DANIEL SMITH Watercolor for Camping and Hiking

Jodi’s Watercolor Travel Kit

DANIEL SMITH Staff Rave:  Jodi Steele’s Watercolor Travel kit for Camping and Hiking

When setting up supplies for painting with watercolors on the go, I was so inspired by Brenda Swenson’s Forbidden Fruit artwork – that I had to put together a set of my own.

Initially I created a set using almost the same colors with a Heritage palette and it was great, until I took it camping and tried to put it into my day pack, with my Stillman & Birn Delta Series Sketchbook, water, snacks & first-aid kit (I have kids and it’s a small pack). I realized that I wanted to go smaller.

Joe, in our Seattle store, had a wonderful compact kit that became my second inspiration. Using a metal gift card tin that I found for .99 as my case, I glued magnetic strips to the bottoms of 10 empty full pans so that they stuck to the bottom, and could easily be switched out for different colors later.  I was delighted to discover that I still had room for a Niji brush and two Niji brush tips. The tips are interchangeable so you can save space and carry just one Niji waterbrush handle, and the water won’t drip out of the handle (the water reservoir) when the tips are not attached!

The 10 DANIEL SMITH watercolors I chose for filling the empty full pans are all single pigment, transparent colors:

I Gessoed the inside lid to create a washable, white mixing surface – and added a color chart card as a handy reference (thanks Deborah for that tip!)  Lastly, a Faber-Castell Pitt Artist’s Pen to tuck inside the S&B sketchbook binding wire.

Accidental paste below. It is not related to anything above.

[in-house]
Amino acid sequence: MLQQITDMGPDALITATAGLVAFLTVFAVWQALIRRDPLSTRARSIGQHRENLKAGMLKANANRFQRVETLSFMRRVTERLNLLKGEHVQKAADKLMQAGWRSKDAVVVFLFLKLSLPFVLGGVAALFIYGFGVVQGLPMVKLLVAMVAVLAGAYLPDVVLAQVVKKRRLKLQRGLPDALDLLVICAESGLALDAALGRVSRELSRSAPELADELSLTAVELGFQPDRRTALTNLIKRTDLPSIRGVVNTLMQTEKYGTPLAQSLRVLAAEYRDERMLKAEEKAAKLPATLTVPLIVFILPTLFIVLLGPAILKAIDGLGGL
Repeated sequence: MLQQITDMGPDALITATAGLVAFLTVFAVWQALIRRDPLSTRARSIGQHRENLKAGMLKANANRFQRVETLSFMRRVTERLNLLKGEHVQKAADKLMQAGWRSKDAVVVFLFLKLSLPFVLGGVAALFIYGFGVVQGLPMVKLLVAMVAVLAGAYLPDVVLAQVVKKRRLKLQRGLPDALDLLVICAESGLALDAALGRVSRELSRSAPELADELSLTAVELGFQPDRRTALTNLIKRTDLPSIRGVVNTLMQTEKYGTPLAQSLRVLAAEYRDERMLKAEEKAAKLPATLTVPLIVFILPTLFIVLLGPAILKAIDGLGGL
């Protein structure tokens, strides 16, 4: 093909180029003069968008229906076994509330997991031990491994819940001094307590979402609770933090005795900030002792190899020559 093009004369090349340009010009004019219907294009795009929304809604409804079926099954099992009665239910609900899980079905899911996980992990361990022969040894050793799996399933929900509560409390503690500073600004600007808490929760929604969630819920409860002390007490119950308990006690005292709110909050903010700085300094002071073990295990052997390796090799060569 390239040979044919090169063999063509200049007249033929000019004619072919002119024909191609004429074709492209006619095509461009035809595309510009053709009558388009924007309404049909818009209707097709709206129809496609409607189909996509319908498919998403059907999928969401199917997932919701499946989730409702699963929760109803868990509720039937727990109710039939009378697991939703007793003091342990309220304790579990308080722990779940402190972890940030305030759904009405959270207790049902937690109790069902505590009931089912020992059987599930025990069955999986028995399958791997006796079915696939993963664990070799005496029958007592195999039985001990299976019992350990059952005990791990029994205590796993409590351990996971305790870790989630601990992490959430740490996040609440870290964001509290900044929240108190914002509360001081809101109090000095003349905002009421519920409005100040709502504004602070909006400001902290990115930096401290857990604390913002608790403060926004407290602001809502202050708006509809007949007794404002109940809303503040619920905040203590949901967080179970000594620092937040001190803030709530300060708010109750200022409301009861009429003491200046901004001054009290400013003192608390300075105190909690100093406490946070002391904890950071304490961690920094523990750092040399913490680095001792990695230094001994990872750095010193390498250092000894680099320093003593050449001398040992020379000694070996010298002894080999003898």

All in all, I’m delighted with my new travel set – it fits in my pocket and if I choose, I can swap out colors very easily.

-Jodi Steele, DS Website Manager

Thank you Jodi!


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DANIEL SMITH Watercolor for Camping and Hiking — 6 Comments

  1. Great tips! I love the idea of using a tin gift card holder as the box, and using magnectic strips to keep the pans in place is absolutely brilliant!

    • Hi Annie! Yes, adding the magnetic strips is such a wonderful idea, keeps the pans secure, and easy to change out!

  2. Very cool. So, if you Gesso the inside of the tin’s lid, it creates a surface you can mix on? Water won’t take it up? Also, do you fit your pens into that tin? Would a longer, skinnier tin work out better? I have a travel kit of my own, but it’s very rough–basically, a ziploc bag. 😉

    • Hi Linda, the acrylic gesso is permanent once it’s dry. Best practice is to apply 2 coats (allowing to dry between coats) to the metal (I would suggest lightly sanding the metal to give more “tooth” for the gesso to adhere to). Then when the gesso is fully dried, lightly sand any brush lines to smooth the surface. The gesso will allow color mixing and is easily wiped clean, or gently washed clean in water. However, staining colors will stain the gesso, just as it does watercolor paper. If the surface becomes too stained, simply apply more gesso over it!

      Take your pens with you to find a tin that will fit them too. If you can’t I would simply rubber band them to the outside of the tin with 2 “broccoli” (the heavy blue rubber band around veggies) rubber bands.

      I think you will find these ideas will help you make a great kit!


  3. Magnetic strips so you can interchange them…. You are soo timely. I was getting ready to complete my little altoids box now there will be another clever addition! Thank you! I do believe it was Joe that inspired me to create an altoid tin too! You guys are awesome! I love your stores and I love the way you guys are soo nice when I come in! You make me want to come back again!

    • Hi Kelly! Yes, Joe has an altoids tin he carries around with him! Glad this was very timely for you, and thank you for the nice compliments, I will let Joe know!